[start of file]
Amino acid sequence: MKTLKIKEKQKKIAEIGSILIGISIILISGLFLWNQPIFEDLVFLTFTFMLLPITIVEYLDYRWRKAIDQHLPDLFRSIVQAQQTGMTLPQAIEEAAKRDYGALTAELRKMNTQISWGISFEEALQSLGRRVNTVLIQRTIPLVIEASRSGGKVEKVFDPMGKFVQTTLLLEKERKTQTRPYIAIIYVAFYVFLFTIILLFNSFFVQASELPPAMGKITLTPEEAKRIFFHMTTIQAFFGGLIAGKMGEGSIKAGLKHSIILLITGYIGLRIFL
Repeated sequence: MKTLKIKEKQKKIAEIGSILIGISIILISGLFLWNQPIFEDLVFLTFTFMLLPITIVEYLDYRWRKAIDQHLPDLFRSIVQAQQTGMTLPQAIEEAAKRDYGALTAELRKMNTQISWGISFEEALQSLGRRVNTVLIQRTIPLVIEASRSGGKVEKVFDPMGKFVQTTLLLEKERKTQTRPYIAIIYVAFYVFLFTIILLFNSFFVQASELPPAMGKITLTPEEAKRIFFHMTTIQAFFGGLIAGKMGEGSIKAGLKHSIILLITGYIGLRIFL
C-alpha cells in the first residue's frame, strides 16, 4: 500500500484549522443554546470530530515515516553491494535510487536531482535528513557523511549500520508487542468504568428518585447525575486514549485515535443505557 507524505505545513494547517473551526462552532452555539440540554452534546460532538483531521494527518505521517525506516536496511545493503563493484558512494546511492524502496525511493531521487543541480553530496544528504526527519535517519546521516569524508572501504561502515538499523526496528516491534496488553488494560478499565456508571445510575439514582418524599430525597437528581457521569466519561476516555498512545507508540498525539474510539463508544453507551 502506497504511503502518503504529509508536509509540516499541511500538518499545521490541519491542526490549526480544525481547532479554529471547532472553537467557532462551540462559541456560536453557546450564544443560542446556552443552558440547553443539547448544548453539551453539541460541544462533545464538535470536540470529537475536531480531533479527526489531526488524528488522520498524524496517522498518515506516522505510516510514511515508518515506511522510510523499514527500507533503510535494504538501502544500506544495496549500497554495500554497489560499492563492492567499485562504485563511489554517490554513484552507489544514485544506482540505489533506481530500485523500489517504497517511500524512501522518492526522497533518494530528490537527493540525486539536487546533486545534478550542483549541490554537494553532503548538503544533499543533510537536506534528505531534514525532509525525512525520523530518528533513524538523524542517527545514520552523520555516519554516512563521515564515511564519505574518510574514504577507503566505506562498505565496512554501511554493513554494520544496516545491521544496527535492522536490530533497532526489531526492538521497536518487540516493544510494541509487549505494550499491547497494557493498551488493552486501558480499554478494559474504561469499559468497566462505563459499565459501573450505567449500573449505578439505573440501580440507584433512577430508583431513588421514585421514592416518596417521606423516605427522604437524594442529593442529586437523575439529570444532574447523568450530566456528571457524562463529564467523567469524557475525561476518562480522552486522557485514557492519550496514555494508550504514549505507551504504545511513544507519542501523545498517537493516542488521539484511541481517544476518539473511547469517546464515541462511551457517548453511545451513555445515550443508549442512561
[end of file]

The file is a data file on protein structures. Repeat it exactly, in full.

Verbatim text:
Amino acid sequence: MKTLKIKEKQKKIAEIGSILIGISIILISGLFLWNQPIFEDLVFLTFTFMLLPITIVEYLDYRWRKAIDQHLPDLFRSIVQAQQTGMTLPQAIEEAAKRDYGALTAELRKMNTQISWGISFEEALQSLGRRVNTVLIQRTIPLVIEASRSGGKVEKVFDPMGKFVQTTLLLEKERKTQTRPYIAIIYVAFYVFLFTIILLFNSFFVQASELPPAMGKITLTPEEAKRIFFHMTTIQAFFGGLIAGKMGEGSIKAGLKHSIILLITGYIGLRIFL
Repeated sequence: MKTLKIKEKQKKIAEIGSILIGISIILISGLFLWNQPIFEDLVFLTFTFMLLPITIVEYLDYRWRKAIDQHLPDLFRSIVQAQQTGMTLPQAIEEAAKRDYGALTAELRKMNTQISWGISFEEALQSLGRRVNTVLIQRTIPLVIEASRSGGKVEKVFDPMGKFVQTTLLLEKERKTQTRPYIAIIYVAFYVFLFTIILLFNSFFVQASELPPAMGKITLTPEEAKRIFFHMTTIQAFFGGLIAGKMGEGSIKAGLKHSIILLITGYIGLRIFL
C-alpha cells in the first residue's frame, strides 16, 4: 500500500484549522443554546470530530515515516553491494535510487536531482535528513557523511549500520508487542468504568428518585447525575486514549485515535443505557 507524505505545513494547517473551526462552532452555539440540554452534546460532538483531521494527518505521517525506516536496511545493503563493484558512494546511492524502496525511493531521487543541480553530496544528504526527519535517519546521516569524508572501504561502515538499523526496528516491534496488553488494560478499565456508571445510575439514582418524599430525597437528581457521569466519561476516555498512545507508540498525539474510539463508544453507551 502506497504511503502518503504529509508536509509540516499541511500538518499545521490541519491542526490549526480544525481547532479554529471547532472553537467557532462551540462559541456560536453557546450564544443560542446556552443552558440547553443539547448544548453539551453539541460541544462533545464538535470536540470529537475536531480531533479527526489531526488524528488522520498524524496517522498518515506516522505510516510514511515508518515506511522510510523499514527500507533503510535494504538501502544500506544495496549500497554495500554497489560499492563492492567499485562504485563511489554517490554513484552507489544514485544506482540505489533506481530500485523500489517504497517511500524512501522518492526522497533518494530528490537527493540525486539536487546533486545534478550542483549541490554537494553532503548538503544533499543533510537536506534528505531534514525532509525525512525520523530518528533513524538523524542517527545514520552523520555516519554516512563521515564515511564519505574518510574514504577507503566505506562498505565496512554501511554493513554494520544496516545491521544496527535492522536490530533497532526489531526492538521497536518487540516493544510494541509487549505494550499491547497494557493498551488493552486501558480499554478494559474504561469499559468497566462505563459499565459501573450505567449500573449505578439505573440501580440507584433512577430508583431513588421514585421514592416518596417521606423516605427522604437524594442529593442529586437523575439529570444532574447523568450530566456528571457524562463529564467523567469524557475525561476518562480522552486522557485514557492519550496514555494508550504514549505507551504504545511513544507519542501523545498517537493516542488521539484511541481517544476518539473511547469517546464515541462511551457517548453511545451513555445515550443508549442512561